The following are three major trade routes taken by caravans during the renaissance. Only one of these includes England and is the one we would have taken to get there. I have not necessarily named all the cities where there were faires, but have tried to name the major ones. I have used the period names as much as I can, and notate names currently in use. Spelling varies, so I have used the spelling from the atlas I have or have used the spellings on the period maps I used to determine the route. I have attached a map for easier reference. The map uses all modern names for your convenience.

The Russian Isthmus: Istanbul, Bucharest, Odessa, following the Dneper North, Ekaterinoslav (now Dnepropetrovsk), Kiev, Smolensk, Novgorod, to Narva (on the coast), back to Novgorod, to Moscow, following the Volga South, Cere (now Kazan), Saratov, Tsaritsyn (now Volgograd), Astrakhan, Baku, Tabriz, somewhere in Armenia (can't locate the city name) where the bankers hung out, Trabizond, from here we either walked the coast or took a boat (they had boats especially for pack animals and caravans) to Sinop and back to Istanbul. Many times marauders would try to take over a caravan, especially one carrying practical goods such as grain or textiles. This is especially true in the case of Cossacks or Tartar raiders along the Volga. The problem was severe enough to essentially close the route between 1560 and 1570.

The Maghreb Isthmus: From Istanbul taking a path inland across Turkey stopping I know not where, Aleppo, Jeble (on the coast and a major money faire), Damascus, Ma'an (now Amman?), to Medina, Mecca, and Medina during Ramadin, Cairo, Jalu, Kufra, Marzuq, Ghat, Ghudamis, Algiers, (from here we would most likely take a ship), Tunis, Tripoli, Benghazi? (this had another name but I lost it), Alexandria, to Beiruit, to Jeble (again), Smyrna (with minor stops along the Turkish coast), and Istanbul.

The Hanseatic Isthmus: Istanbul, Bucharest, to Cracow following the Danube? or Odessa and Kiev to Cracow, Breslau, to either Leipzig or Prague, Nuremberg (whose population was over 40,000 and was a great place to sell furs), Frankfurt, Cologne, Antwerp, London, Kings Lynn, Hull, Newcastle, Edinburgh, Oslo, to either Dansig and Riga or Stockholm, to Reval (which I think is Narva), Novgorod, Smolensk, Kiev, Odessa, Bucharest and Istanbul.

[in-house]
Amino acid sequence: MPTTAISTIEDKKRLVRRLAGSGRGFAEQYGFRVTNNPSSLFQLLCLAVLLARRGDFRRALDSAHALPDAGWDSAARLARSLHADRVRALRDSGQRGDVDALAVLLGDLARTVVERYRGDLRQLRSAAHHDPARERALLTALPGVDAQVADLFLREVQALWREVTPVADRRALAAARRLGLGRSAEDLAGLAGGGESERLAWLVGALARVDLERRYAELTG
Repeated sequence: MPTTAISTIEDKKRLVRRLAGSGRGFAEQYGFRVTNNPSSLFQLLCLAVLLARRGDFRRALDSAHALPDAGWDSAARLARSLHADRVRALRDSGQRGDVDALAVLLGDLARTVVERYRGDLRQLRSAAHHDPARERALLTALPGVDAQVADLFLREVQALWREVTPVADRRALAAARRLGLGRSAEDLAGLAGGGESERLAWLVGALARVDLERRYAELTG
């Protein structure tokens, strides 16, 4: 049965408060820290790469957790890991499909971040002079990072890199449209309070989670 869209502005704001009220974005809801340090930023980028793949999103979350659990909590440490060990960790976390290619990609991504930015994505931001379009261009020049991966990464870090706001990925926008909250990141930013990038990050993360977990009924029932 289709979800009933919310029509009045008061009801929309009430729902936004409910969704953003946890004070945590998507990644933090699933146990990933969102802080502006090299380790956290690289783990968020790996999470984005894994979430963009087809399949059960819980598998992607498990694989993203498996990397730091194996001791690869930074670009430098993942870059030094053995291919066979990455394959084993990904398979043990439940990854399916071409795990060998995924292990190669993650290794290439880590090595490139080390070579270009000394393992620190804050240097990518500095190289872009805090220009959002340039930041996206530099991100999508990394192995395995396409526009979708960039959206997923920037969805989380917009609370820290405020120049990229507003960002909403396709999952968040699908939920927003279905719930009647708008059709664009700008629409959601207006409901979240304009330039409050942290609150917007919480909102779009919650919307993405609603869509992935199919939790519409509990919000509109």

Major faire or trade cities in no particular order were:Marseilles, Lyon, Rouen, Bridgewater, Gniezmo, Posen, Warsaw, Lublin, St. Dominic's, Vienna, Lwow, Galatz, Sandomir, Frankfurt_am_Oder, Augsberg, Emden, Hamburg, Bremen and Copenhagen. They avoided Hungary during this period due to political strife and frequent outbreaks of war.

Trade Goods by Region

From the Levant (Turkey):

Spices: saffron, cumin, ginger, cinnamon, nutmeg, cloves, mace, pepper, salt, and sugar.

Drugs: opium, balm of mithridate, arsenic, benjamin (the balsamic resin, benzion), mirobolani (an astringent plum-like fruit), and perfumes.

Textiles: silk (green, blue, red), crimson damask, crimson velvet, camlets, cotton, linens, carpets.

Foods: wheat, barley, millet, raisins, olive oil, oranges, lemons, rhubarb, wines (malmsey, madeira).

Dyes: Cochineal (red), indigo (blue).

Luxuries: gold dust, slaves, copper, quicksilver, coral, Chinese porcelain, Lemnian earth, precious stones, pearls, frankincense, sandalwood, alum, gum arabic, glass trinkets, mirrors, wallpaper, furs.

From England:

Foods: grain, oatmeal, soda, pickled herring, cod and salmon, dried fish.

Textiles: woolen cloth, 'kersies of divers colours', caps.

Luxuries: silver coins, amber, paper, various trinkets, beaten sheets of tin and copper.

Handled mostly by merchant ship was contraband munitions and armaments, iron, steel, bronze, tin, copper, "cole of Newcastle", powder for cannon and arquebus, saltpetre, balls of iron for shot, coarse canvas, fine millstones, and trees and masts for galleys.

Out of the Northern Regions:

Whale blubber, wax, furs, flax, hemp, seal's teeth, timber and cod.